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Progress Report

Emission Controls and Monitoring

Emission Controls and Monitoring Figures

Last updated: 05/2016

Related Figures

SO₂ Controls in the ARP and CAIR SO₂ Annual Program in 2013
NOₓ Controls in the CAIR NOₓ Annual Program in 2013
NOₓ Controls in the CAIR NOₓ Ozone Season Program in 2013

Key Points

ARP and CAIR SO₂ Program Controls

  • Of all coal-fired generation (measured in megawatt hours, or MWh) from sources participating in the ARP and CAIR SO₂ program, 73 percent was produced in 2014 by units with pollution controls.
  • FGD-controlled units accounted for 51 percent of coal-fired units and 72 percent of coal-fired generation in 2014.
  • In 2014, 77 percent of units, accounting for 38 percent of energy generation, primarily use natural gas, oil, or other fuel sources, and make up 1 percent of SO₂ emissions.
  • In 2014, CEMS monitored over 99 percent of SO₂ emissions from CAIR sources, including 100 percent from coal-fired units.

CAIR NOₓ Annual Program Controls

  • In 2014, the 371 coal-fired units with add-on controls (either SCRs or SNCRs) generated 70 percent of annual coal-fired generation. At oil- and natural gas-fired units, SCR- and SNCR- controlled units produced 71 percent of generation.
  • Although 52 coal-fired units remain uncontrolled, they represent one percent of coal-fired generation under the CAIR NOₓ annual program in 2014.
  • In 2014, CEMS monitored over 99 percent of SO₂ emissions from CAIR sources, including 100 percent from coal-fired units.

CAIR NOₓ Ozone Season Program Controls

  • In 2014, SCR or SNCR accounted for 72 percent of coal-fired generation. At oil- and natural gas-fired units, SCR- and SNCR- controlled units produced 74 percent of generation.
  • Although 63 coal-fired units remain uncontrolled in 2014, they represent 2 percent of coal-fired generation under the CAIR NOₓ ozone season program.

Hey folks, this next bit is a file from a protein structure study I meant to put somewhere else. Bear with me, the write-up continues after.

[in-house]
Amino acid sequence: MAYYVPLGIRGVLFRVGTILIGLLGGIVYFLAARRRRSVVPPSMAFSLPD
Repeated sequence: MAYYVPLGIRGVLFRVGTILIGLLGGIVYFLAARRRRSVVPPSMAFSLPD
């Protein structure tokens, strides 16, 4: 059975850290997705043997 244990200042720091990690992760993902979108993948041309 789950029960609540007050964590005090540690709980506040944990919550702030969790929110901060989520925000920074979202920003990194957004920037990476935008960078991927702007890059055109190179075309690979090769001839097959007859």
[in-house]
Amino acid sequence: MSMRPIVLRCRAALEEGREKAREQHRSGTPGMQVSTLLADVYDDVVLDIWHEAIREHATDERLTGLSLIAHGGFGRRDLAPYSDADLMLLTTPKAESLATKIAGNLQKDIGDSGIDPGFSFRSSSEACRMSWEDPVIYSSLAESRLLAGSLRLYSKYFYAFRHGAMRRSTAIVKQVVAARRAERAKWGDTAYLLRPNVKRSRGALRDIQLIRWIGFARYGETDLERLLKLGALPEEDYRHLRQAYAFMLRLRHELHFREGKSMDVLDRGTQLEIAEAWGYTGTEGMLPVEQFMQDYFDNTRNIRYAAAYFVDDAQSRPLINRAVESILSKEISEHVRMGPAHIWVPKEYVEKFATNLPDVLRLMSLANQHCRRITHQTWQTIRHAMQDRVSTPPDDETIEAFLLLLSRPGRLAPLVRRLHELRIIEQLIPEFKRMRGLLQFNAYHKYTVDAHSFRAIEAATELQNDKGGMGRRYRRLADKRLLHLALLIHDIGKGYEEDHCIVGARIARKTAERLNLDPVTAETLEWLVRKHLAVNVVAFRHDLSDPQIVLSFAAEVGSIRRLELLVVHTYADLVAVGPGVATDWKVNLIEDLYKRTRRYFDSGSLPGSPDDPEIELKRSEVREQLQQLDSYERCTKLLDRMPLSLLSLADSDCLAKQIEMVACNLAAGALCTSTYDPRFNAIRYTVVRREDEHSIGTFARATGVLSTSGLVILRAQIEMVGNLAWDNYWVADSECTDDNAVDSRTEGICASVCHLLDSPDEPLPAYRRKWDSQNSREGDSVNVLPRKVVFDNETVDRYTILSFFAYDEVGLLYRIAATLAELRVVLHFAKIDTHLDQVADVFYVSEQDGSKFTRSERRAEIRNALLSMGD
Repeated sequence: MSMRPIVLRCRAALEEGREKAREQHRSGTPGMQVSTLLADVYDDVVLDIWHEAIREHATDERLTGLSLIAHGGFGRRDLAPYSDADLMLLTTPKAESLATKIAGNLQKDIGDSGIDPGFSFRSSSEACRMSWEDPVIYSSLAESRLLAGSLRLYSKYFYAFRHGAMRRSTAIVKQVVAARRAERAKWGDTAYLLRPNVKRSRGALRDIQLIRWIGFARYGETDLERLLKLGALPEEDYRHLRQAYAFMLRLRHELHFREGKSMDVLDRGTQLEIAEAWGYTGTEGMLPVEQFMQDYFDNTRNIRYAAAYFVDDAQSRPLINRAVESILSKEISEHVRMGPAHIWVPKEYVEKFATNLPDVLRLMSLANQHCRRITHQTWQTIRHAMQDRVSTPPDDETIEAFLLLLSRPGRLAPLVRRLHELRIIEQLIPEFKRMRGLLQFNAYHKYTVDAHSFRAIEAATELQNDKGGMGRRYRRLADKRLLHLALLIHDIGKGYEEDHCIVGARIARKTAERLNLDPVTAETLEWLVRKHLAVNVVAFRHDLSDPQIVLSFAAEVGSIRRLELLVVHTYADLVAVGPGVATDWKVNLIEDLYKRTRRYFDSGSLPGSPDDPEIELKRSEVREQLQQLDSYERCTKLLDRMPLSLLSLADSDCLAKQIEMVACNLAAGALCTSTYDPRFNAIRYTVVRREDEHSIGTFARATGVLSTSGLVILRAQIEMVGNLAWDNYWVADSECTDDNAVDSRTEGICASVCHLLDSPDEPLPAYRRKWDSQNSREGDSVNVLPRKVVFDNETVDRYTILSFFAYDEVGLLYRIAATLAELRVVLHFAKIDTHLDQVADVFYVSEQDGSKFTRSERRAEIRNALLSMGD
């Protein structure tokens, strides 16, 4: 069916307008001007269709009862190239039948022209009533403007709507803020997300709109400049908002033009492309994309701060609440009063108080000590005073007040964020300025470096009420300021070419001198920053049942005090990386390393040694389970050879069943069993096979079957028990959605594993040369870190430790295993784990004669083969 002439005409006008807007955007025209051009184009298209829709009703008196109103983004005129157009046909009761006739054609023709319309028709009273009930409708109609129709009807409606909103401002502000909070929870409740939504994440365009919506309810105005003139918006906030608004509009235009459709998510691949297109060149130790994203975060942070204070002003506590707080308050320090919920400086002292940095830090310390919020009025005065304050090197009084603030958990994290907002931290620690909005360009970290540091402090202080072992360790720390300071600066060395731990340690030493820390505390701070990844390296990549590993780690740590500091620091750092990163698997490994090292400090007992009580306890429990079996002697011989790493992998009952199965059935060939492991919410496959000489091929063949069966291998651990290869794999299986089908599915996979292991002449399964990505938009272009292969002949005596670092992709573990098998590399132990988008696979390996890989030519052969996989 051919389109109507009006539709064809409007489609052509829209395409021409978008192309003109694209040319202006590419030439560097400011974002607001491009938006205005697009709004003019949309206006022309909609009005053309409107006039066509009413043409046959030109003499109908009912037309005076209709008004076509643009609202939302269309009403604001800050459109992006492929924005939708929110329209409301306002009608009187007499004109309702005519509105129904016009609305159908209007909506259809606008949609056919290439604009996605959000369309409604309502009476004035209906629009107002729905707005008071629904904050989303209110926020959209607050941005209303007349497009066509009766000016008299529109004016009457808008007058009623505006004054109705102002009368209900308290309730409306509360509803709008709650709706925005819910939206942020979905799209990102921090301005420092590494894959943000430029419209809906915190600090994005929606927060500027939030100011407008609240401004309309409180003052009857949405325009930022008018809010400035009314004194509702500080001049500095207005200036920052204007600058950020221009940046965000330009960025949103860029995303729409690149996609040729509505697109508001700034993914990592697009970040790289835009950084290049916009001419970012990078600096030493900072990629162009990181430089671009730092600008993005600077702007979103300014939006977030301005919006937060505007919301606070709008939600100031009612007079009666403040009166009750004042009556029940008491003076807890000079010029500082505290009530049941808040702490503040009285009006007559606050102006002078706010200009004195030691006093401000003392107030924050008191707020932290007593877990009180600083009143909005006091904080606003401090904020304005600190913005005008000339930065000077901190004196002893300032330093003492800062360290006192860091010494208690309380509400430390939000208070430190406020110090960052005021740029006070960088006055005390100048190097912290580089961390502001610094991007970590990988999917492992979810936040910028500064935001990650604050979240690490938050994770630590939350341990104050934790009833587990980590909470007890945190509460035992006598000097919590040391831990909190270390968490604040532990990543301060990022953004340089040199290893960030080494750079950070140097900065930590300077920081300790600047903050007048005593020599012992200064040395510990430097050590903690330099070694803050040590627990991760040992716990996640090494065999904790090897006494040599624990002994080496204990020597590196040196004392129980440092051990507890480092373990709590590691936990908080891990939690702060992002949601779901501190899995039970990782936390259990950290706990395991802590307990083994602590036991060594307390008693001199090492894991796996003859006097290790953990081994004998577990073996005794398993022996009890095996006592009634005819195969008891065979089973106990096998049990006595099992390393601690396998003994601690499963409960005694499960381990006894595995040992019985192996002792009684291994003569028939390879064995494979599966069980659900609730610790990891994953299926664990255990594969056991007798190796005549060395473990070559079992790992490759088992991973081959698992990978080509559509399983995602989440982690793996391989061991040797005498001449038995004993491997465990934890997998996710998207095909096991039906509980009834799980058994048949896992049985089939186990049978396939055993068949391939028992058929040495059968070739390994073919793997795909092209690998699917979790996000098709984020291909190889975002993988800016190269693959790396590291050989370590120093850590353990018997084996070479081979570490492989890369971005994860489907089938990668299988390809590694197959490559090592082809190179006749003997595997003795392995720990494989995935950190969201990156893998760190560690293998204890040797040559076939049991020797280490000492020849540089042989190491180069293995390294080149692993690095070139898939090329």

Analysis and Background Information

Continuous Emission Monitoring Systems (CEMS)

Accurate and consistent emissions monitoring is the foundation of a successful cap and trade program. EPA has developed detailed procedures codified in federal regulations (40 CFR Part 75) to ensure that sources monitor and report emissions with a high degree of precision, accuracy, reliability, and consistency. Sources are required to use CEMS or other approved methods to record and report pollutant emissions data. Sources conduct stringent quality assurance tests of their monitoring systems to ensure the accuracy of emissions data and to provide assurance to market participants that a ton of emissions measured at one facility is equivalent to a ton measured at a different facility. EPA conducts comprehensive electronic and field data audits to validate the reported data.

SO₂ Controls

Sources in the ARP and CAIR SO₂ program have a number of SO₂ control options available. These include switching to low sulfur coal, employing various types of flue gas desulfurization technologies (FGDs), or utilizing fluidized bed limestone units. FGDs on coal-fired generators are the principal means of controlling SO₂ and tend to be present on the highest generating coal-fired units. While some units with low levels of emissions are allowed to use other approved methods, the vast majority of SO₂ emissions—over 99 percent—were measured by CEMS.

NOₓ Controls

Sources in the ARP and CAIR NOₓ annual and ozone season programs have a variety of options by which to reduce NOₓ emissions, including advanced controls such as selective catalytic reduction (SCR) or selective non-catalytic reduction (SNCR), combustion controls, and others. While some units with low levels of emissions are allowed to use other approved methods, the vast majority of NOₓ emissions—over 99 percent—were measured by CEMS.

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